Recent advances in next generation?sequencing (NGS)-based molecular methods have illuminated the hierarchical organization of the genome and have shown that changes in the epigenome can promote or prevent the access of transcription factors (TFs) to specific DNA sequences, move genes between nuclear compartments, and build or remove the insulation between neighboring genomic regions. As changes in the epigenome and chromatin organization can derail precise transcriptional regulatory programs to change cell differentiation status or induce a pathological state, research in Dr. Li?s laboratory seeks to improve our ability to define and understand the impact of such changes across multiple layers of transcriptional regulation in the cell. The laboratory has effectively addressed the regulatory roles of DNA methylation in its previous and ongoing work and now extends its focus to hydroxymethylation. 5-hydroxymethylcytosine (5hmC), is a key epigenetic modification linked to transcriptional activation; however, 5hmC data and its genome properties have thus far been evaluated with limited integration of different genomic data types. Moreover, there is no integrative computational framework designed to interpret the functional role of 5hmC in the context of 5-methycytosine (5mC), enhancer activities, chromatin interactions, gene expression data, and DNA sequence information. This proposal will fill the growing need for user-friendly, interpretable, and extendable tools for mining 5hmC data toward laying a foundation for basic mechanistic studies of the epigenome and facilitate discovery of potential therapeutic targets in disease. Building on the investigator?s progress in revealing the dynamics of 5hmC and its impact on gene regulation, the proposal will now develop innovative computational tools for 5hmC data mining and data integration with other NGS datasets, with a focus on applying these tools to B cell differentiation, cancer, and embryonic stem cell (ESC) differentiation. Key goals over the next five years include developing a computational framework to mine short- and long-read sequencing data to answer the following questions: (1) How does 5hmC contribute to epigenetic heterogeneity? (2) How does 5hmC epigenetic heterogeneity contribute to transcriptome heterogeneity? (3) How do 5hmC levels and epigenetic heterogeneity communicate with histone modifications, enhancer activities, chromatin interactions, and chromatin organization? We will combine machine learning and network mining algorithms to enable knowledge discovery and data integration from diverse genomic data types. We will then harness the 5hmC data-mining framework to identify 5hmC patterns that correlate with ESC differentiation, B cell differentiation, and that contribute to the fitness advantage of cancer cells. This work is significant because it will be the first dissection of 5hmC?s contribution to local and long-range epigenetic heterogeneity and the first computational framework to uncover the cross-talk between DNA modifications and other transcriptional regulators via chromatin interaction data. Collectively, this work will yield a fuller picture of the molecular events that underlie fundamental changes in cell state and behavior.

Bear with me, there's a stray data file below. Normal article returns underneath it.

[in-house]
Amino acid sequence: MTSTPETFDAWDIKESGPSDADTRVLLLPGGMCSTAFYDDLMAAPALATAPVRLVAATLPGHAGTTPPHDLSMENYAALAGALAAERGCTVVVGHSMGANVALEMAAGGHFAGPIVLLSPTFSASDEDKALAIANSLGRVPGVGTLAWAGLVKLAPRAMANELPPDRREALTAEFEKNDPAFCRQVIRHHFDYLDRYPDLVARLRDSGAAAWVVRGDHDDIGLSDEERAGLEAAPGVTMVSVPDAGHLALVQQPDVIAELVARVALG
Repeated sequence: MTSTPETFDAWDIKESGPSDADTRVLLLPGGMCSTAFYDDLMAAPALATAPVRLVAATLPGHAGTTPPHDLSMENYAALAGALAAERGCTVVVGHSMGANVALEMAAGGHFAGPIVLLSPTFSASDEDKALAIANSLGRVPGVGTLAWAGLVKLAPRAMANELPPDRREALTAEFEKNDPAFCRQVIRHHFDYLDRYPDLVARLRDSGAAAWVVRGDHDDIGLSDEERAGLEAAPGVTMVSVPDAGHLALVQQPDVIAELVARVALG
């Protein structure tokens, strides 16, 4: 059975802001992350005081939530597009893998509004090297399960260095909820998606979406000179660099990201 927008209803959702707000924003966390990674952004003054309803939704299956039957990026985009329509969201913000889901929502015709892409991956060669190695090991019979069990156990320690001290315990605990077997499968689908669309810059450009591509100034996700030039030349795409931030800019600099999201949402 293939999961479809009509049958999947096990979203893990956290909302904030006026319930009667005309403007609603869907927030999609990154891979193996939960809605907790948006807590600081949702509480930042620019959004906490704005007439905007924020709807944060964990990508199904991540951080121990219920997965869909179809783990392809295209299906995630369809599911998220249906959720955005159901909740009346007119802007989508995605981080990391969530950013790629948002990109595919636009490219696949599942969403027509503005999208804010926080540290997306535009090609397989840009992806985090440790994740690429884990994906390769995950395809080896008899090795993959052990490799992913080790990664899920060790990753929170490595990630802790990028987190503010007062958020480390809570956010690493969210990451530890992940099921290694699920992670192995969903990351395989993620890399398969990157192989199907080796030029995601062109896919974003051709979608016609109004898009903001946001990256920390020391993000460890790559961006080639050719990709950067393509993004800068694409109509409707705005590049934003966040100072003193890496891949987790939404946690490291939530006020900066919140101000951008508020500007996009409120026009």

Public Health Relevance

/ RELEVANCE TO PUBLIC HEALTH Modifications of the genome that do not change the sequence of the DNA, called epigenetic modifications, can impact how genes are expressed and lead healthy cells into a disease state. Here we propose to develop computational tools to define how one type of epigenetic modification, called hydroxymethylation, impacts gene expression and ultimately cell behavior. These tools will be versatile and adaptable to any cell type of choice, enabling research into the molecular features of the genome that underlie both normal and pathological cell behaviors.

National Institute of Health (NIH)
National Institute of General Medical Sciences (NIGMS)
Unknown (R35)
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Special Emphasis Panel (ZGM1)
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Brazhnik, Paul
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Jackson Laboratory
Bar Harbor
United States
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